The area that is today Kuwait has seen a wide array of coins throughout the centuries: Abbasid dirhams and dinars, Ottoman paras and liras, Austrian thalers, Indian rupees and others. However, conventional history of Kuwait’s coins begins only recently – in 1961, which is when the Kuwaiti Dinar was first issued by the Currency Board. This was not the first time Kuwait established its sovereignty by issuing coins. One lesser known fact is that there had been at least one previous attempt to create a local currency. Sheikh Abdullah II Sabah II Al-Jaber I Al-Sabah (1814–1893) was the fifth monarch of Kuwait and eldest son of Sheikh Sabah II Al-Sabah whom he succeeded. Sheikh Abdullah ruled from 1866 to 1892, and in 1886, he ordered the minting of a copper coin, known at that time as the Kuwaiti Baiza.
The primitive, crude, hammered coins were locally produced. According to Kuwaiti Islamic coin specialist M. Al-Hoseini, the person overseeing the minting operation was a senior member of the prominent Bodi tribe. Very few coins were produced, with up to 4 possible types with notable distinctions in the text, design, and even planchet thickness. The obverse reads “ضرب في الكويت” (struck in Kuwait) along with the date 1304 (1887), and the reverse carries the seal of Sheikh Abdullah. The coins circulated for several weeks but were short lived.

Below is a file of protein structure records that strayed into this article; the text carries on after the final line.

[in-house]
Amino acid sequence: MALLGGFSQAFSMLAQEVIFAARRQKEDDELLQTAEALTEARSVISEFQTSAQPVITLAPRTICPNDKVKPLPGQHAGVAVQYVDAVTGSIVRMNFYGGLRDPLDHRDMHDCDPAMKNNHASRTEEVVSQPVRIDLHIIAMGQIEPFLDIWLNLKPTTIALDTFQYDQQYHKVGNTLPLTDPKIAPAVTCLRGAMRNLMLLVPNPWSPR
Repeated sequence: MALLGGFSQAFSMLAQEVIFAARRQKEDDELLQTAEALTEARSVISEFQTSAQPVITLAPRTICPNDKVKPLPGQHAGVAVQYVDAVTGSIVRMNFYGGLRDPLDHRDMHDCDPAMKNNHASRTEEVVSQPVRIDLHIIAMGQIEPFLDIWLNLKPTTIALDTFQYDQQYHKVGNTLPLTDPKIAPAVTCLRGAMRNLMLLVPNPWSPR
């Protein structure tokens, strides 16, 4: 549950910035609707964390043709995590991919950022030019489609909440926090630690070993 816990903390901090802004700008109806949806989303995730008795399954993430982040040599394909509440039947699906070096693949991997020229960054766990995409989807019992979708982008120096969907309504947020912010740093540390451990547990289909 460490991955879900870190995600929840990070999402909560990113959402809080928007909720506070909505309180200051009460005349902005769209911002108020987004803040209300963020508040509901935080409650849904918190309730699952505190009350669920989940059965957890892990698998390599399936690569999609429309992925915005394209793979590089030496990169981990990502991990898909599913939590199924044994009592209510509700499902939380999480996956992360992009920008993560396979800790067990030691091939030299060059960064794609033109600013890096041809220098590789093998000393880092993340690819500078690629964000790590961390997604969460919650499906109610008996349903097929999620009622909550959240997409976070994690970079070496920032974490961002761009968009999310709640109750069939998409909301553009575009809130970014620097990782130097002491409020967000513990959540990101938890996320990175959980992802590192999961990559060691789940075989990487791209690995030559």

Due to extremely low mintage figures and limited circulation, the 1 Baiza is particularly rare. The Standard Catalog of World Coins lists two types (KM# 1 is the one depicted throughout this entry), and indicates “Rare” instead of an actual value, further highlighting that the coin is generally not collectable due to the combination of rarity and immense historic significance that it possesses. In Steve Album’s list, the coins have an RRR rarity designation, defined as “Almost never available. Few collectors will ever have the chance to acquire these pieces.”
We were able to locate 4 previous listing records for this coin, appearing on the market approximately once every 10 years:
And finally, a Kuwaiti book from the late 1980s on the history of Kuwait’s coins and currency, with the Baiza on the front cover, once again acknowledging its historical significance.